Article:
The clock is ticking for independent agents to make sure their clients are prepared to comply with coming reforms to the nation’s health insurance system.
Despite the Supreme Court’s ruling on the law, some say it’s challenging to provide detailed advice to clients because the federal government has yet to release much of its anticipated regulations on how the Patient Protection and Affordable Care Act (PPACA) will look in practice.
“We are still lacking so much guidance and there is still so much uncertainty about how the law will get implemented on a state-by-state basis,” says Brian Gillette, chief operating officer of Group Benefits, Ltd. in Urbandale, Iowa.
One of the most-pressing matters is helping employers to decide whether or not to continue offering insurance to workers in 2014, when individuals and small companies are expected to be able to purchase coverage through state or federal exchanges.
The exchanges are intended to be shopping centers for health insurance, but how they will actually operate remains to be seen. It is unclear what role—if any—agents will have to advise buyers in the exchanges.
States have until Jan. 1, 2013 to get their exchange certified by the Department of Health and Human Services—and if they don’t, the federal government will intervene. Most states have yet to establish an exchange.
Agents say they’re also under a tight schedule to guide clients, who will likely make decisions about their 2014 benefits next year, if not sooner.
“We’re just 18 months from 2014,” says Becky Parker, health reform manager at MHBT Inc., based in Dallas. “We can’t wait any more time to start putting these long-range [company benefits] plans into place.”
The decision of whether or not to keep benefits has financial and cultural implications for a company, she says. Employers need to consider a range of potential effects, such as those on company turnover, morale, workers compensation coverage and payroll taxes.
“They really need to be having the hard conversations internally with their management about whether they’re going to maintain coverage,” Parker adds.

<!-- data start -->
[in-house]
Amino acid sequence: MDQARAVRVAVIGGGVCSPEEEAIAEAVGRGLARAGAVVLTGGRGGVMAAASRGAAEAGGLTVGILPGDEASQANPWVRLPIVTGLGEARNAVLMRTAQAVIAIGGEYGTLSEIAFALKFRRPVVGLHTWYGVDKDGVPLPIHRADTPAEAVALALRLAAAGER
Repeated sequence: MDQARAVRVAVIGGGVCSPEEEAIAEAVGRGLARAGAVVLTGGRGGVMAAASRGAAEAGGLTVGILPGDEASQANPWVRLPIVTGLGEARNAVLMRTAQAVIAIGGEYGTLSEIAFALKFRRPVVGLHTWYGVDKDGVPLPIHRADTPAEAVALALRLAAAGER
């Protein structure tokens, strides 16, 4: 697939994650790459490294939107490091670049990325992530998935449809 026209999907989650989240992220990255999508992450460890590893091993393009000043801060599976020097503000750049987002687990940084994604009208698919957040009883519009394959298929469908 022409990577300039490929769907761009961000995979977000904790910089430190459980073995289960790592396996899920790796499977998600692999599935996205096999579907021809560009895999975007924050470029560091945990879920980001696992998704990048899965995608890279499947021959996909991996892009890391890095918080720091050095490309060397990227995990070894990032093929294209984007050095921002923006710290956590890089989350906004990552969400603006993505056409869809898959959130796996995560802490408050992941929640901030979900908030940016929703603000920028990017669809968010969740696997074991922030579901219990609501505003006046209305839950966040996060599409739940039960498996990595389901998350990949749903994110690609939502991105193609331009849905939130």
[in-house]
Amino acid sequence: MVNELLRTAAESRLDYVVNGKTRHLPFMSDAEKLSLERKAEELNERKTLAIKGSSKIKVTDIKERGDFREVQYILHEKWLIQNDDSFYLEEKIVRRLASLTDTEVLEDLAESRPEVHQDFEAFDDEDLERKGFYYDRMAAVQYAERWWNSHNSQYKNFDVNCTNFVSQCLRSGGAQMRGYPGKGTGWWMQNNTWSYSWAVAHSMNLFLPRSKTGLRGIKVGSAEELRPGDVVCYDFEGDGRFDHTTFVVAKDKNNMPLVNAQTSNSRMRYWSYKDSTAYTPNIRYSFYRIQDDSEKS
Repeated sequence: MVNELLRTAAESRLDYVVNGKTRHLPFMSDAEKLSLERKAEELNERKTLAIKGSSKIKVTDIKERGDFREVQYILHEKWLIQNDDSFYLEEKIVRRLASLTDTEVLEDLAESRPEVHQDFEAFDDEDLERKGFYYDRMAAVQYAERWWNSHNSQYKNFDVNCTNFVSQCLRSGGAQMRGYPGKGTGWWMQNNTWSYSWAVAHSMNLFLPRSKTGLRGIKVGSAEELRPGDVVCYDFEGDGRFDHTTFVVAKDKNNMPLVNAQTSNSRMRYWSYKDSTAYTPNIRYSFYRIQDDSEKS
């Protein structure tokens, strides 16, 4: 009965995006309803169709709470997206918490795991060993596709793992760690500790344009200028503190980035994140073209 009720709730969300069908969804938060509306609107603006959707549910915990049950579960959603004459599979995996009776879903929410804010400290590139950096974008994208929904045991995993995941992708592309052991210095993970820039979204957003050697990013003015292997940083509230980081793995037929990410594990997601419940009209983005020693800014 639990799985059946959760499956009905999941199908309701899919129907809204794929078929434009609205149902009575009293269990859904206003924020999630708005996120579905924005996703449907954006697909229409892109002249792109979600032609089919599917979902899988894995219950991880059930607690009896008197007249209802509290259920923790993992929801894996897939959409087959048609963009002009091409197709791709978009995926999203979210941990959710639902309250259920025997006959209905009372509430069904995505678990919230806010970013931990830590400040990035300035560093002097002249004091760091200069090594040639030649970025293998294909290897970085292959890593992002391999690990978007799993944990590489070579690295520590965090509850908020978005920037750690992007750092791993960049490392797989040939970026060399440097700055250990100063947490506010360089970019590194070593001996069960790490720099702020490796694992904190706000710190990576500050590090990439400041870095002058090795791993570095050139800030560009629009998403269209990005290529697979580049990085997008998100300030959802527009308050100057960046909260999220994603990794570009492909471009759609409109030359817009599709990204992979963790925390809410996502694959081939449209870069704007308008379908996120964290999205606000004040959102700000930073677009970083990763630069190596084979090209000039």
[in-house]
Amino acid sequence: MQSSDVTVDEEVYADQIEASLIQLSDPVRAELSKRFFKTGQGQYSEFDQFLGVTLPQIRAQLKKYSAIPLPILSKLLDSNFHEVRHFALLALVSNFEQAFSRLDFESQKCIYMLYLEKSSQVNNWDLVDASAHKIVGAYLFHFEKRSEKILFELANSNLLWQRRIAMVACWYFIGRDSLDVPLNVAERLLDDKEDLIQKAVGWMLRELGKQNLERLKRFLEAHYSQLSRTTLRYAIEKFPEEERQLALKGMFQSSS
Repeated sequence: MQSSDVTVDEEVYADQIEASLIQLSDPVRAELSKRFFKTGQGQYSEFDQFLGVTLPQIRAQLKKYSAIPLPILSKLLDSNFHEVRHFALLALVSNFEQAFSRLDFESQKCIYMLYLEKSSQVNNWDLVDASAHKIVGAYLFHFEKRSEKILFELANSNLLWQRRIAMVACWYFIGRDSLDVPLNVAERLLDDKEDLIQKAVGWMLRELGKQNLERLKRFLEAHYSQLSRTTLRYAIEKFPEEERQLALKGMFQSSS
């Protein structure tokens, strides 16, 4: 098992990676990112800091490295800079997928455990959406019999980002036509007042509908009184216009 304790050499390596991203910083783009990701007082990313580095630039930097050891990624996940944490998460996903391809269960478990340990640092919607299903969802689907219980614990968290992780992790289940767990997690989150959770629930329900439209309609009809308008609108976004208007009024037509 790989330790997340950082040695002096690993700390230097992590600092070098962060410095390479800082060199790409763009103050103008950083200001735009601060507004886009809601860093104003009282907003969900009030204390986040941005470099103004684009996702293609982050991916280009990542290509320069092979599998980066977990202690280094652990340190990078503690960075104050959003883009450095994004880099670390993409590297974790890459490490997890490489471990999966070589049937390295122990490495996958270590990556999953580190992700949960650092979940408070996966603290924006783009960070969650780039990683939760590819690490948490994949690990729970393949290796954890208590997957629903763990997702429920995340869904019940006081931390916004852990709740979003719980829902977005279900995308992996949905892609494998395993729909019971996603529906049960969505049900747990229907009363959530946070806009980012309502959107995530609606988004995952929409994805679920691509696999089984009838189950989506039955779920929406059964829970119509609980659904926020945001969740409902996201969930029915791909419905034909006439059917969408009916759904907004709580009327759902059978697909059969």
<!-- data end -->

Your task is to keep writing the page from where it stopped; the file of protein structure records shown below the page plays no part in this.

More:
Gillette says he’s surprised that some of his large commercial clients are considering dropping coverage in 2014 and instead giving a pay raise to employees, who could shop for insurance in an exchange. Employers with 50 or more full-time workers would be subject to an annual federal penalty, if they don’t offer coverage and at least one employee is eligible for a tax credit subsidy under the law’s employer mandate.
“One of the questions we’re actually getting is, ‘Help me do the math on how much I’ll have to pay on a penalty versus what I’m paying today just to have coverage,’” he adds.
Gillette also notes there are “a lot of nuances in the law” and his firm would prefer to have better federal guidance to make a precise calculation for clients.
Parker also says there are many “what-if scenarios” that need to be addressed in federal regulations.
Under the law, the waiting period for new employees to become eligible for benefits cannot exceed 90 days. While “that sounds so cut and dry,” she notes there are questions that need to be answered.
“What if somebody was working for you on a temporary basis, does that count as [part of] their 90 days?” she asks.
As agents wait for guidance to such situations, they say they’re providing as much information as they can to clients, noting that they’ll deliver more detailed direction after they thoroughly analyze the regulations when they’re released.
“We would rather be right than first,” Gillette says. “We want to be able to provide solid guidance.”
In addition, Bill Daly, vice president of employee benefit plans at Allen & Stults Co., says it helps to provide a personal touch when helping clients understand their coverage. It’s common for him to receive phone calls from employees of clients, some of which look to the Hightstown, N.J., firm as their human relations resource.
“We’re using the same system that they’re using,” he says, noting that clients view the firm’s agents as both insurance professionals and consumers. “It’s a great tool to be able to tell my family’s stories of claims and listen to their family’s stories of claims, and to be able to discuss how things work. I think that adds a lot of assistance to the customers and to the clients when you have the time to sit down for 20 minutes and say, ‘This is what we have and this is what we know and these are the uncertainties.’”
Even after the court’s ruling, clients are asking if the law will change or be repealed, depending on the outcome of this year’s elections.
“There’s a possibility,” he says. “But we have to follow the rules and regulations that we have right now.”
Victoria Goff (firstname.lastname@example.org) is IA online editor.
IN&V first caught up with Daly, Gillette and Parker in April before the Supreme Court issued its decision to uphold nearly all of the health care law. Read that story to find out other ways they’re helping clients.